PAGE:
• HIV/AIDS life-skills education;
    • communications programs involving mass media;
    • condom access;
    • voluntary counseling, testing, and referral services;
    • management of STIs;
    • participation of parents and other adults; and
    • strategies to strengthen the social and economic status of young people.

Care and Support

  • Collaboration with local organizations and agencies can help enhance a project's visibility and effectiveness.
  • By allowing more channels for entry to care and support services, integration of services with local institutions and community groups (e.g., religious institutions, hospitals, local health facilities, schools) help maximize use of scarce resources and skills and increase access.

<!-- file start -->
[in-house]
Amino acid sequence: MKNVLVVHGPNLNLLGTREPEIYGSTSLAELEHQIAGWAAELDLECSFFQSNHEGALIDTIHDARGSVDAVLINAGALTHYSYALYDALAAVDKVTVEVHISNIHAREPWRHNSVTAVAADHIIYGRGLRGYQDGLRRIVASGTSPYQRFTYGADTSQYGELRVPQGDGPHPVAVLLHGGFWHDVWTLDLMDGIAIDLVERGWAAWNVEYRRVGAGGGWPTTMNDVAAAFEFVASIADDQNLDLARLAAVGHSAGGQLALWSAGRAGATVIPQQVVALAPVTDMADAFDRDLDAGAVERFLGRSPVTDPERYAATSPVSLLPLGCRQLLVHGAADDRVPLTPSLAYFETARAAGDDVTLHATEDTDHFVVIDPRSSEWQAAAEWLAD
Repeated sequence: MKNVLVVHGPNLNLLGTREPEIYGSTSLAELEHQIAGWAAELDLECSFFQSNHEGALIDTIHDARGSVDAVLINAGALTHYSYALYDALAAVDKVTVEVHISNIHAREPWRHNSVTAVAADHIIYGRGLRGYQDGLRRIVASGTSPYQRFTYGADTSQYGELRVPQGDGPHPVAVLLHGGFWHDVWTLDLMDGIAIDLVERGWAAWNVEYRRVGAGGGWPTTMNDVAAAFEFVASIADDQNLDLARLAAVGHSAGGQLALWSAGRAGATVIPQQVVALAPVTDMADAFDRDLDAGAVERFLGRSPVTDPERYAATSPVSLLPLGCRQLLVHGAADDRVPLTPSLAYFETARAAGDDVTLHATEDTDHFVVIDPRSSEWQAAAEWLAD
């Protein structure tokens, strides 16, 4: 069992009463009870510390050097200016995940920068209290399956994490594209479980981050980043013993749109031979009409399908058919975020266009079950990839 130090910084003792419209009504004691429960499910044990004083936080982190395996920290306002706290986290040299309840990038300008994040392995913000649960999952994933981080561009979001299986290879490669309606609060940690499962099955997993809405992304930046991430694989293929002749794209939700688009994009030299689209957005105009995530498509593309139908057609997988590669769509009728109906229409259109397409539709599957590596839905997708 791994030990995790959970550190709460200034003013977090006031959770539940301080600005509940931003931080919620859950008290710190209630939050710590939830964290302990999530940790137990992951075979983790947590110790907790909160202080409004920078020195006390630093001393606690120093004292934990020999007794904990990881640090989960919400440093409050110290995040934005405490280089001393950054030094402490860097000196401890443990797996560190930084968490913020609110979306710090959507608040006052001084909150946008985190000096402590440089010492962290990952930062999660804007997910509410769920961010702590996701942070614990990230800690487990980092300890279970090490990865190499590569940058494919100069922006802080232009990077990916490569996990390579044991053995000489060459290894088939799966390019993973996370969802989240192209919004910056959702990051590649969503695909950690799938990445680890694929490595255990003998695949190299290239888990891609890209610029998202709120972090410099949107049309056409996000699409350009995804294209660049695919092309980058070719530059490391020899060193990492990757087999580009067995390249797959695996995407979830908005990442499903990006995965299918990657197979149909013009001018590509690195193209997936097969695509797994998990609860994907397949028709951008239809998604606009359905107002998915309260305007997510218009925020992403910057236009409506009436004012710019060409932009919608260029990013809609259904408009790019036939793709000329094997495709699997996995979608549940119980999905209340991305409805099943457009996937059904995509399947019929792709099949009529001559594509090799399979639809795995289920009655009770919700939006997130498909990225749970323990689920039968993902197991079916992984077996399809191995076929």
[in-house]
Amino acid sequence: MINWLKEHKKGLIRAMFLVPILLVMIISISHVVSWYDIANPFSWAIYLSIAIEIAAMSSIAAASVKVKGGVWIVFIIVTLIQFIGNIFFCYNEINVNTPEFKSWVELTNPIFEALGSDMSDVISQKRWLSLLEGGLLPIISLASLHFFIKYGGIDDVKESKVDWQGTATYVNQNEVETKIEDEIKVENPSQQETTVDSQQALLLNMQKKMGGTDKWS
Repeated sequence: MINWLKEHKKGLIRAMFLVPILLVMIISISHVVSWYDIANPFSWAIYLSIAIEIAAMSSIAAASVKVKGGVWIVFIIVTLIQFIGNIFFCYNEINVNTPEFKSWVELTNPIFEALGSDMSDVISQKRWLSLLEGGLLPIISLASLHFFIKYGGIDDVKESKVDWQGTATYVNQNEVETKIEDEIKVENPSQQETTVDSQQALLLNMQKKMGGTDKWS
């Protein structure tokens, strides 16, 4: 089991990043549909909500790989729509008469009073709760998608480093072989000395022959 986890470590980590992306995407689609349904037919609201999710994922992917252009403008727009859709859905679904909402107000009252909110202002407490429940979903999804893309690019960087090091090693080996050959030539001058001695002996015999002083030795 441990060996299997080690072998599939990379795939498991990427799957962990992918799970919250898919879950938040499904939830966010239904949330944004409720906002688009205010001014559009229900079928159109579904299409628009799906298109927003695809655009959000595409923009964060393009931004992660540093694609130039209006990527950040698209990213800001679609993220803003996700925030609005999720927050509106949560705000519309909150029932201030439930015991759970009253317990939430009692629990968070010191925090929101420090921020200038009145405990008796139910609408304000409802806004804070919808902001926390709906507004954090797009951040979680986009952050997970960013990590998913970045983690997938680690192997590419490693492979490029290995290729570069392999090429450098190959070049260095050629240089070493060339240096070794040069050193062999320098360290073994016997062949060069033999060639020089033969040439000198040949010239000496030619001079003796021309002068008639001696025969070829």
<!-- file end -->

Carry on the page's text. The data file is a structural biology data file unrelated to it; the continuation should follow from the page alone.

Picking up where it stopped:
• Promotion of community- and home-based care as part of a continuum of care is important in efforts to control the AIDS epidemic.
  • Collaboration with hospital-based services can facilitate continuity of home-based care and support services.
  • Involving community members (including people with and affected by HIV/AIDS, local leaders, traditional healers, families members, women's groups) in the planning and implementation of services is integral to a project's success and helps ensure sustainability of services.
  • Community members and volunteers, especially people with HIV/AIDS, can be trained and supported to provide project services and play a vital role in educating their peers and caring for people with HIV/AIDS (Kerrigan 1999).